The United Nations High Commission Office for Human Rights, whose Commissioner is on official visit to Ethiopia, urged the country again to open unrest erupted areas for its investigators.
“My staff has not received permission to travel to affected regions in order to ascertain the facts of these events for ourselves. This means my office is unable to collaborate or confirm the findings of the Ethiopian Human Rights Commission,” said, Zeid bin Ra’ad Zeid al-Hussein, High Commissioner for the Office of the High Commission for Human Rights (OHCHR) who made the remark on Thursday in Addis Ababa at the conclusion of his three days visit to Ethiopia.
“…Although I benefited greatly from the briefings provided to me by the Attorney General office, the extremely large number of arrests (over 26,000), it is unlikely that rule of law guarantee has been observed in every case. I believe my staff ought to be given access to the affected areas and I renew my request to the Ethiopian government,” he said, indicating his plan to have follow-up visit next January.
He also stated that the Charities and Societies Proclamation, Anti-Terrorism and Mass Media laws in Ethiopia “do not appear aligned with relevant international legal norms, and should be reformed.”
Following the unrest, the government has been refusing the investigation request by the UN human rights commission.
According to the government body known as Ethiopian Human Rights Commission, which recently issued a report on the conflict and response of security forces, a total of 669 people are killed from August 2016 to March 2017.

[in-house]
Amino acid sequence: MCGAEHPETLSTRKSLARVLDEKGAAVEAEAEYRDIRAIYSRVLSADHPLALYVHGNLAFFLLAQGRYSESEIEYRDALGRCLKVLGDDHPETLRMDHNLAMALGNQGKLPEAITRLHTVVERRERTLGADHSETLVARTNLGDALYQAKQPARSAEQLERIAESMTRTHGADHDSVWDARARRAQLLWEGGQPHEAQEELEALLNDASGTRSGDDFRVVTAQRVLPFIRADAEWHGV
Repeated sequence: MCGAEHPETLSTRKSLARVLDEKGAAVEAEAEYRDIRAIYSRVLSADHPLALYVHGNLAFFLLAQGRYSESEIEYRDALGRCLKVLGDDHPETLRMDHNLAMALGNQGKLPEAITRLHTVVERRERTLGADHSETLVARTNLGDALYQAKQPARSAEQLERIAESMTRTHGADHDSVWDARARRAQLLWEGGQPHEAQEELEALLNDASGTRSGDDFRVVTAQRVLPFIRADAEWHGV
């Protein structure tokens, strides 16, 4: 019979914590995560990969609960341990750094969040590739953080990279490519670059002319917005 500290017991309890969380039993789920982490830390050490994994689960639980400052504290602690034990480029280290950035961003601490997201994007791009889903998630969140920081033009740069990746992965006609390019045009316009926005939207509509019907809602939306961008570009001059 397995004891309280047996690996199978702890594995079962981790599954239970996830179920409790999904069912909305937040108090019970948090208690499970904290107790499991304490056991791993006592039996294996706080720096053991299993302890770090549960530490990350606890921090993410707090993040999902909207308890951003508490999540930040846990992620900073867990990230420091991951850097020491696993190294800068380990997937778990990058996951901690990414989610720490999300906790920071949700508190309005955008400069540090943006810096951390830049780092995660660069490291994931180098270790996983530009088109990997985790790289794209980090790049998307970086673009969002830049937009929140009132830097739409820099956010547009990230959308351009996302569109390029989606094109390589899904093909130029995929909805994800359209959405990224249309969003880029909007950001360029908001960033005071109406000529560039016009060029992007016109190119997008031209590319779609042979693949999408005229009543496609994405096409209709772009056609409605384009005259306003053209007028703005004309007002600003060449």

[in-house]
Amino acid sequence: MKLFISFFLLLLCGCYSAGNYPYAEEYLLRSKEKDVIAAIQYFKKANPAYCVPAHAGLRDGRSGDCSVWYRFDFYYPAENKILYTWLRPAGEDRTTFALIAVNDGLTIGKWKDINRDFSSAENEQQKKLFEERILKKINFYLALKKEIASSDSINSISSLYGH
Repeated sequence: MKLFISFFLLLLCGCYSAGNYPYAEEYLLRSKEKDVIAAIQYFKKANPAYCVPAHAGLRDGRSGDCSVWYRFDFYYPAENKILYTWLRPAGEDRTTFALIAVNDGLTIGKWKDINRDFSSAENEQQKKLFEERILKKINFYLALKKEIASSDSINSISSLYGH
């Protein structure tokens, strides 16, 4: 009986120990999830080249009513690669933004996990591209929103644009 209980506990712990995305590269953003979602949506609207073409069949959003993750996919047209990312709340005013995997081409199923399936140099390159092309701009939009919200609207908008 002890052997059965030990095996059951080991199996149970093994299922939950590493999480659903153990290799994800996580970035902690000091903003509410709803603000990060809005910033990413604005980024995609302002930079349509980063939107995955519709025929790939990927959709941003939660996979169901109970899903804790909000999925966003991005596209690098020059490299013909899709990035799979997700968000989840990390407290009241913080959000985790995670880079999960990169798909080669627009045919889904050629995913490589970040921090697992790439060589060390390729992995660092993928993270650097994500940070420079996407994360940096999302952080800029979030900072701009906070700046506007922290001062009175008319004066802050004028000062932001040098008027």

In addition to discussions with government officials, opposition members and civil society representative, the team of the UN High Commissioner has also visited Kilinto detention center in Addis Ababa where high profile opposition politicians and journalists, among others are held.
Ethiopia signed seven UN human rights treaties out of the nine human rights treaties, according to Zeid, who is also prince of Jordan.
The government believes that the different unrests took place between November 2015 – August 2016 in Amahara and Oromia Regions of Ethiopia are caused a result of public dissatisfaction.
In its recent report to the Parliament the Ethiopian Human Rights Commission has recommended that those who have used excessive force have to be brought to justice.
“I am pleased the Ethiopian Human Rights Commission conducted two separate investigations into the uprisings and responses by the security forces. I encourage further moves towards greater independence by this body,” Zeid said, stating that he rates the Commission’s B grade because of it is established by the government.